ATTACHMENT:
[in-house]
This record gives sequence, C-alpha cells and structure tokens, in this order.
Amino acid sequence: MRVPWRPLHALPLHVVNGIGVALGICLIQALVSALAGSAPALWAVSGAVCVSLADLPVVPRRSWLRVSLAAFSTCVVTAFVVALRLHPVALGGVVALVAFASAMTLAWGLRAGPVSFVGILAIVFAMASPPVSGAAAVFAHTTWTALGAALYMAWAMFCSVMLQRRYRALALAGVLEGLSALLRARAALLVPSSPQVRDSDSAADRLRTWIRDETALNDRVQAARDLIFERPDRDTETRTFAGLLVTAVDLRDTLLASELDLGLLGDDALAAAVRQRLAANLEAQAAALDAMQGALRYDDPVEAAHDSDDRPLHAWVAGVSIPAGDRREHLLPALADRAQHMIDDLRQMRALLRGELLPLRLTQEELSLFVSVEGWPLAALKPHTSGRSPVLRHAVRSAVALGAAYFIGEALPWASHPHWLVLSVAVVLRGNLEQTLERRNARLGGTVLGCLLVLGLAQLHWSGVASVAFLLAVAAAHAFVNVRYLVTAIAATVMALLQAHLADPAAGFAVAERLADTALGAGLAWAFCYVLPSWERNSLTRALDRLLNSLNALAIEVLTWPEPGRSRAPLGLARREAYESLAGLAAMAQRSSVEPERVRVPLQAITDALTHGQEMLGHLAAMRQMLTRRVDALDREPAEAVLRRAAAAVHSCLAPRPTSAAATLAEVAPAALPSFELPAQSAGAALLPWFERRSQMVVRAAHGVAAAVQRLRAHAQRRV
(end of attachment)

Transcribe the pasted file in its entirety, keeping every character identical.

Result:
[in-house]
This record gives sequence, C-alpha cells and structure tokens, in this order.
Amino acid sequence: MRVPWRPLHALPLHVVNGIGVALGICLIQALVSALAGSAPALWAVSGAVCVSLADLPVVPRRSWLRVSLAAFSTCVVTAFVVALRLHPVALGGVVALVAFASAMTLAWGLRAGPVSFVGILAIVFAMASPPVSGAAAVFAHTTWTALGAALYMAWAMFCSVMLQRRYRALALAGVLEGLSALLRARAALLVPSSPQVRDSDSAADRLRTWIRDETALNDRVQAARDLIFERPDRDTETRTFAGLLVTAVDLRDTLLASELDLGLLGDDALAAAVRQRLAANLEAQAAALDAMQGALRYDDPVEAAHDSDDRPLHAWVAGVSIPAGDRREHLLPALADRAQHMIDDLRQMRALLRGELLPLRLTQEELSLFVSVEGWPLAALKPHTSGRSPVLRHAVRSAVALGAAYFIGEALPWASHPHWLVLSVAVVLRGNLEQTLERRNARLGGTVLGCLLVLGLAQLHWSGVASVAFLLAVAAAHAFVNVRYLVTAIAATVMALLQAHLADPAAGFAVAERLADTALGAGLAWAFCYVLPSWERNSLTRALDRLLNSLNALAIEVLTWPEPGRSRAPLGLARREAYESLAGLAAMAQRSSVEPERVRVPLQAITDALTHGQEMLGHLAAMRQMLTRRVDALDREPAEAVLRRAAAAVHSCLAPRPTSAAATLAEVAPAALPSFELPAQSAGAALLPWFERRSQMVVRAAHGVAAAVQRLRAHAQRRV